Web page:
Thruster-based navigation games have been frustrating gamers since the early 80’s, but seldom have they looked as beautiful as Gyro13. The game uses the Unreal Engine to create an old-school cavern crawl through detailed and refined looking mines. For those unfamiliar with classics like Lunar Lander, however, the difficulty level and initial learning curve might prove too steep.
In Gyro13, players take the role of the gruff pilot of a steampunk helicopter who patrols deep and deadly mines. Unfortunately, disaster has struck, leaving the miners stranded in a maze of mines that are rapidly filling with gas. As the only chopper pilot around, it’s your job to rescue them.
Get to ze choppah!
There’s a fully vocalized mission briefing before each level, and a specific time limit to stay under if you want to get the miners out alive. Miners are usually stranded near helipads, but as the game progresses, the poor fellows will be waiting in terror on top of buildings and other obstacles. Time is of the essence in Gyro13, and setting down to pick up miners costs precious seconds. Since injured miners move much more slowly, there are times when the player must make a hard choice to leave the slow movers behind in order to save the bulk of the miners.
Despite the Choplifter-like rescue elements, the real challenge is actually just flying the helicopter. Fans of SF Cave and the more recent adaptations like Jetpack Joyride will have some idea of the physics at work here. Hold down on the thrust icon and the copter moves up. Let go and it falls. Add in a slider bar for steering and you’re left with a game that’s difficult to get the hang of without plenty of trial and error.
Slide the steering bar to the right, and the copter noses down, causing it to head forward when applying thrust. Sliding left noses the copter up, which reverses the thrusters. There’s a whole range of gradation between the two extremes for fine steering, and learning to thrust and steer just enough to avoid the winding passageways is a significant challenge.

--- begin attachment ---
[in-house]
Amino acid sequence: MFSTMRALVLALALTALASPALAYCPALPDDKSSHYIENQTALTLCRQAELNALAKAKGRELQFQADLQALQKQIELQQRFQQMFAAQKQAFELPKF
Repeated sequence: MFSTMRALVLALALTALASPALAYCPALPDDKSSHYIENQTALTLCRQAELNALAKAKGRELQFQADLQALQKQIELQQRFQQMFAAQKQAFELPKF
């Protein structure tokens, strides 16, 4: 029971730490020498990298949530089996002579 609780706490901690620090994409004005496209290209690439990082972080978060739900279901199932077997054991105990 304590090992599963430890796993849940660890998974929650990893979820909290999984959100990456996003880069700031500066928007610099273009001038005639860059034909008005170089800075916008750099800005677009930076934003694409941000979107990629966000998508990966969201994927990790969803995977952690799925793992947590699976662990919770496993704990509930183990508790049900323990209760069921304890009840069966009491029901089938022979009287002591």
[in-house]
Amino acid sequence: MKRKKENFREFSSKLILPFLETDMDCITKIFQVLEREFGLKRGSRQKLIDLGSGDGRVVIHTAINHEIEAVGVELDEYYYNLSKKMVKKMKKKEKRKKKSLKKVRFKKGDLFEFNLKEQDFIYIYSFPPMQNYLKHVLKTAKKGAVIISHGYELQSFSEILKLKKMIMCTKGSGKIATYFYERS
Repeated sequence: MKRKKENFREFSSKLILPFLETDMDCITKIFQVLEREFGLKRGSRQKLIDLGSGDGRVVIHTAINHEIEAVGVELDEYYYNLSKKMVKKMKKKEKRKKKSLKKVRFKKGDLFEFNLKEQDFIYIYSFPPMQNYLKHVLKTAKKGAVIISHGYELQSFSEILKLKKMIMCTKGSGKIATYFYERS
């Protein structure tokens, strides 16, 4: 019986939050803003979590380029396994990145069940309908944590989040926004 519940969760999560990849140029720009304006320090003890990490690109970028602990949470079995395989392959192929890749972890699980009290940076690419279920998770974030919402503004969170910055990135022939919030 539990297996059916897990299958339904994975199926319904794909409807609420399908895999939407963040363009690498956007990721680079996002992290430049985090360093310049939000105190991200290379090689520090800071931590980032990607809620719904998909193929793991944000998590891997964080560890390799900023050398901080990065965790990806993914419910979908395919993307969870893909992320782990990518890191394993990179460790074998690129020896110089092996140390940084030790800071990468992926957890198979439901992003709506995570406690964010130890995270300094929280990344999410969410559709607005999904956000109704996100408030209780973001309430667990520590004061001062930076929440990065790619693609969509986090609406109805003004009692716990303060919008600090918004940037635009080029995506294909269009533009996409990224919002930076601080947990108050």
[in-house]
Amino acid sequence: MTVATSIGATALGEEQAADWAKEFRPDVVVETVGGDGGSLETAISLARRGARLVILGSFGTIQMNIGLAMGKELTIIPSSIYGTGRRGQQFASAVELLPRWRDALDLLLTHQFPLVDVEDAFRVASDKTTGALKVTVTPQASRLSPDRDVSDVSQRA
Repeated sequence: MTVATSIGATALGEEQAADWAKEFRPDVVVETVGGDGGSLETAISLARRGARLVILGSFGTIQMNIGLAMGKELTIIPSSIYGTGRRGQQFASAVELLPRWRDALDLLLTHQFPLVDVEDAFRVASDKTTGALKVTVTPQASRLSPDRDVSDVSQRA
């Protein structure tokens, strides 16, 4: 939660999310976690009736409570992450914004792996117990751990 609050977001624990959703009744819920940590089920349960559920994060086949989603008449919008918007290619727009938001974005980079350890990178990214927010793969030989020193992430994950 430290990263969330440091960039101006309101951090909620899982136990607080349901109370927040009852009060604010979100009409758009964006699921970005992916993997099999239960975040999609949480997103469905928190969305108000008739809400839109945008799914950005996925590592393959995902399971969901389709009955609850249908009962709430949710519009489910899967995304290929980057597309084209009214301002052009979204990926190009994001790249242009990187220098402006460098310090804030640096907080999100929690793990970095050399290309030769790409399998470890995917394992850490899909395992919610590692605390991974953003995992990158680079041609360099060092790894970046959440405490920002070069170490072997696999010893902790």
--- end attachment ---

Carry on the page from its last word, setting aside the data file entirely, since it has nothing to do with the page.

The helicopter is painfully fragile and the various landing pads in each level act as waypoints to start from after a crash. Unfortunately, respawning at a check point adds seconds to the timer. Too many restarts mean that while the pilot– who is safe from the gas in his cockpit– might survive, all the miners in the craft’s unprotected cargo hold will have died of asphyxiation. Adding to the overall challenge are gas clouds, explosives, rock walls, and plenty of other obstacles to circumvent.
Thankfully, as frustrating as Gyro13 can be, it’s also a lot of satisfying fun once you get the hang of it. A big part of the appeal is the sheer level of graphic detail. This is a universal app, but optimized for the HD screens of the iPad 2 and latest iPhones, and it shows. The mix of such basic, challenging controls with a state-of-the-art presentation helps keep players going just to see what other wonders the game might show off.
While the variety of backgrounds isn’t vast, the animated details (especially of the helicopter) are terrific and the levels tend to be short enough to not overstay their welcome. Still, the learning curve is certain to be too steep for many casual gamers. Gyro13 requires a real investment in time and effort just to beat the initial levels. Also, the gameplay doesn’t really vary. So, if the early levels don’t appeal, neither will the rest of the game. Such shortcomings aside, this is a great looking game with a significant challenge level and fun retro gameplay.